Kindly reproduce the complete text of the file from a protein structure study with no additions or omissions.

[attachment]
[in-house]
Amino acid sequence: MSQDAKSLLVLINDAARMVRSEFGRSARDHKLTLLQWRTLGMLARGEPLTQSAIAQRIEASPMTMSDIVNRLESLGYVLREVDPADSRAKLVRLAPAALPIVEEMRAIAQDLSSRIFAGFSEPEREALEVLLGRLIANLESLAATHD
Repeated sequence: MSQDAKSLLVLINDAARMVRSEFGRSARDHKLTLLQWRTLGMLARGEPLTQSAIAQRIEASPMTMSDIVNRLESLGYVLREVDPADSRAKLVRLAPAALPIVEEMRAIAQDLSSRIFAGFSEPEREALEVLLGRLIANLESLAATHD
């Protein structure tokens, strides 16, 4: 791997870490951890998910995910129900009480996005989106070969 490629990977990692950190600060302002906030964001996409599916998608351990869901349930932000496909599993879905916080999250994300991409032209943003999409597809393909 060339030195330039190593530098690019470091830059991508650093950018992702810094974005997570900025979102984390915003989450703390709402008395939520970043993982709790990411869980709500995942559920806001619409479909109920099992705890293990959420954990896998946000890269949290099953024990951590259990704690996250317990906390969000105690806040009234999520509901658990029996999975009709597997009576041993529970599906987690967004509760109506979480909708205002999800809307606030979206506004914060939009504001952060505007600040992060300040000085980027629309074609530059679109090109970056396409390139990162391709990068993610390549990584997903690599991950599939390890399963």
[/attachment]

[in-house]
Amino acid sequence: MSQDAKSLLVLINDAARMVRSEFGRSARDHKLTLLQWRTLGMLARGEPLTQSAIAQRIEASPMTMSDIVNRLESLGYVLREVDPADSRAKLVRLAPAALPIVEEMRAIAQDLSSRIFAGFSEPEREALEVLLGRLIANLESLAATHD
Repeated sequence: MSQDAKSLLVLINDAARMVRSEFGRSARDHKLTLLQWRTLGMLARGEPLTQSAIAQRIEASPMTMSDIVNRLESLGYVLREVDPADSRAKLVRLAPAALPIVEEMRAIAQDLSSRIFAGFSEPEREALEVLLGRLIANLESLAATHD
């Protein structure tokens, strides 16, 4: 791997870490951890998910995910129900009480996005989106070969 490629990977990692950190600060302002906030964001996409599916998608351990869901349930932000496909599993879905916080999250994300991409032209943003999409597809393909 060339030195330039190593530098690019470091830059991508650093950018992702810094974005997570900025979102984390915003989450703390709402008395939520970043993982709790990411869980709500995942559920806001619409479909109920099992705890293990959420954990896998946000890269949290099953024990951590259990704690996250317990906390969000105690806040009234999520509901658990029996999975009709597997009576041993529970599906987690967004509760109506979480909708205002999800809307606030979206506004914060939009504001952060505007600040992060300040000085980027629309074609530059679109090109970056396409390139990162391709990068993610390549990584997903690599991950599939390890399963």